The Association of American Railroads (AAR), in partnership with emergency management agencies in Sumner County, Tennessee, have piloted the addition of AskRail data to their emergency management dispatching system to ensure all first responders have accurate, timely information in the event of a rail emergency. Developed by the freight rail industry and the first responder community in 2014, AskRail has served as an on-the-ground, front-line tool to give first responders vital information about rail car contents and emergency response guides so they can swiftly and safely manage a rail accident. By training and working with dispatch centers, every first responder who arrives at the scene of a rail emergency can be assured they will have the right information to respond to the incident effectively.
“The industry has long collaborated with the first responder community to ensure the right tools and training are in place should a rail emergency occur,” said AAR President and CEO Ian Jefferies. “After East Palestine, we heard that challenges such as lack of cell phone service made using AskRail difficult in the early hours of the response. By extending access and training to dispatch centers, we’re adding another layer of coverage to communities that will keep the information flowing to those on the front lines of a rail emergency.”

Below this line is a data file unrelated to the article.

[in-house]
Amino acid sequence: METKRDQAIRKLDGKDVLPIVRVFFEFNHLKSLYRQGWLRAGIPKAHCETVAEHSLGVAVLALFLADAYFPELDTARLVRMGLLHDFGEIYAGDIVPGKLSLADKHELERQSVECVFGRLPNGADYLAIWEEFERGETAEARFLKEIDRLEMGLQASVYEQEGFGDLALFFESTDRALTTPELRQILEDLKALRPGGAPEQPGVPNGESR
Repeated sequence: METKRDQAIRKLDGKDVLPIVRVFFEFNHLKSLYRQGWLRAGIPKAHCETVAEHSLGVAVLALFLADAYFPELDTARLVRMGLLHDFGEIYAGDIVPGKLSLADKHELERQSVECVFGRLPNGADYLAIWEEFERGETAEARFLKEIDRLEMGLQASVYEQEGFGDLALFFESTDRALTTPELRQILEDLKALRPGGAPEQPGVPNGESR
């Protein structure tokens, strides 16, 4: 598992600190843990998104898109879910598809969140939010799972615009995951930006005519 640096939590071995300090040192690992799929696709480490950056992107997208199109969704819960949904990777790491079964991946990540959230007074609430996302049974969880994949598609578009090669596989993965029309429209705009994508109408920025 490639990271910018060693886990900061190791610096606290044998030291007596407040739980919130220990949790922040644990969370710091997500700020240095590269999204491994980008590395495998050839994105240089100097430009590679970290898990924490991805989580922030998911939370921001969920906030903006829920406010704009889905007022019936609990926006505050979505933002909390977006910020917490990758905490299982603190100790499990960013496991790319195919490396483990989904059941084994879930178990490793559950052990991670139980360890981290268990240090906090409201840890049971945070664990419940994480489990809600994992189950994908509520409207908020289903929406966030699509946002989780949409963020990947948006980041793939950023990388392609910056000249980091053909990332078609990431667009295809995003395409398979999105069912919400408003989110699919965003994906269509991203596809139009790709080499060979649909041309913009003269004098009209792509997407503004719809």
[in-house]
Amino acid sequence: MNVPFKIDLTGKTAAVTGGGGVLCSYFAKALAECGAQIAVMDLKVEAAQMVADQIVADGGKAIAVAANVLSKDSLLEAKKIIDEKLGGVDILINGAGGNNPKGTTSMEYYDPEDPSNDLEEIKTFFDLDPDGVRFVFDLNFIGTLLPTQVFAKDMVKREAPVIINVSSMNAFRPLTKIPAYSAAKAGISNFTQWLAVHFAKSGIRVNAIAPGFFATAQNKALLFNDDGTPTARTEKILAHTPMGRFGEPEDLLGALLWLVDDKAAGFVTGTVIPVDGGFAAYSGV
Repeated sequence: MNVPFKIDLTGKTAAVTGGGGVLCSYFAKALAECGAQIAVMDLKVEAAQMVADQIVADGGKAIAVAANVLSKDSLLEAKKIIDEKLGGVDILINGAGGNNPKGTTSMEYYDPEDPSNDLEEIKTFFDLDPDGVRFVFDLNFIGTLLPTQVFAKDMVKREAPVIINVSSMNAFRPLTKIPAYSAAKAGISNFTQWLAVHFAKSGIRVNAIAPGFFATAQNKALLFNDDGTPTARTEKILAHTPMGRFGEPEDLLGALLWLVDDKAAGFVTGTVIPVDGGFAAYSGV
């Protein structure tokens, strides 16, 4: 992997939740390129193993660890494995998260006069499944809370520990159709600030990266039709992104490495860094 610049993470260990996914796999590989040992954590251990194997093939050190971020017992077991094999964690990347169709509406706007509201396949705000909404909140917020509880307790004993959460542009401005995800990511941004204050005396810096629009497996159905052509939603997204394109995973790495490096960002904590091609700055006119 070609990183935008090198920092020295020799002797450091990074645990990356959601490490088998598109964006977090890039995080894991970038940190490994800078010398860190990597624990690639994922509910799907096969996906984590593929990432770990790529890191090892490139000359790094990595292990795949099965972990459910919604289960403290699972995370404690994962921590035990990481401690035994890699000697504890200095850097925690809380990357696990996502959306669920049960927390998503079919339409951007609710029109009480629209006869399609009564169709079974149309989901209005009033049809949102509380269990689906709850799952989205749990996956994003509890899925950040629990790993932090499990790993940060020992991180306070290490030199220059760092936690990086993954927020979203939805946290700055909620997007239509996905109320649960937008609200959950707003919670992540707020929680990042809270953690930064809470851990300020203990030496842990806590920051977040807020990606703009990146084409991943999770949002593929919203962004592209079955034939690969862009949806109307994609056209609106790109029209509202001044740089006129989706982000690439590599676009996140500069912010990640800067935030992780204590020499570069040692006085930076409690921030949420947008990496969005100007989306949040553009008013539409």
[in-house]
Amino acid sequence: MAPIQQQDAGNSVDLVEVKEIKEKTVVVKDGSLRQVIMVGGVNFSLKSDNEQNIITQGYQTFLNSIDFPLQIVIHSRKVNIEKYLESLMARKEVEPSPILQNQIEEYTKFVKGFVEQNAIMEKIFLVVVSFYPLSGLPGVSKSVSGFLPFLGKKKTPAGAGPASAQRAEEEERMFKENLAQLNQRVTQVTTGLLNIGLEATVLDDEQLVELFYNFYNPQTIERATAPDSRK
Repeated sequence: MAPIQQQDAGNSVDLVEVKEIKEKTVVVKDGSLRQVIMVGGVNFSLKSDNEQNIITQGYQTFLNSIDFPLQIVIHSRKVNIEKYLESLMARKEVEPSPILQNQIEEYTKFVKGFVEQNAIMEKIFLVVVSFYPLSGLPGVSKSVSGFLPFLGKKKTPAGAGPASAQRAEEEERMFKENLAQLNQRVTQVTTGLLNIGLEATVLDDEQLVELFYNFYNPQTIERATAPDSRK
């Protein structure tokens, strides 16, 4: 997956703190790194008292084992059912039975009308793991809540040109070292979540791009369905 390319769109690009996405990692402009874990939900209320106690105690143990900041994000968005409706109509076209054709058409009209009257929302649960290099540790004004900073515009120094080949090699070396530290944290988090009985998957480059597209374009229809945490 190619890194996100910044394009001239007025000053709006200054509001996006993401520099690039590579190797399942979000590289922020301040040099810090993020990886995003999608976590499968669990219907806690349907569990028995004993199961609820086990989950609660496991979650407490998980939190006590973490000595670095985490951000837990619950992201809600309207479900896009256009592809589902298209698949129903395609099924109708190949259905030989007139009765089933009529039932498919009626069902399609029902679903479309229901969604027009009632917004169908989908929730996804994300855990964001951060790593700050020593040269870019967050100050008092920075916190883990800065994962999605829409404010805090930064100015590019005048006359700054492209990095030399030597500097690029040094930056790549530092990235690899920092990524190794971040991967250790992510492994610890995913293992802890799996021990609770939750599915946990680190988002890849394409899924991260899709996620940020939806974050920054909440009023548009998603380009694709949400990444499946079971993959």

To expand access of this essential information to emergency responders, AAR’s Hazmat Committee and its AskRail Task Force, consisting of representatives from railroads, emergency management agencies and first responders, developed a new training module specifically for Emergency Communications Centers (ECCs) on how to effectively use the AskRail app to support first responders and emergency planners.
“Every second counts when we arrive at the scene of an emergency,” said Christie Davis, ECC director of the Sumner County Emergency Communication Center. “Equipping our communications centers with AskRail provides all our first responders with the information they need to make faster, safer decisions that will protect our communities and save lives in the unlikely case of a rail emergency.”
The Sumner County test pilot is just the first step the freight rail industry is taking to expand access to AskRail. Railroads are working to run a similar pilot in Canada before the program is rolled out to emergency communication centers across North America. The AskRail app continues to be a part of the standard training emergency responders receive from the freight railroads and at the Security and Emergency Response Training Center. It also remains available for download through the Apple App Store and Google Play to qualified first responders. Through these combined efforts, the AAR plans to double the number of first responders who have access to the tool by the end of 2023.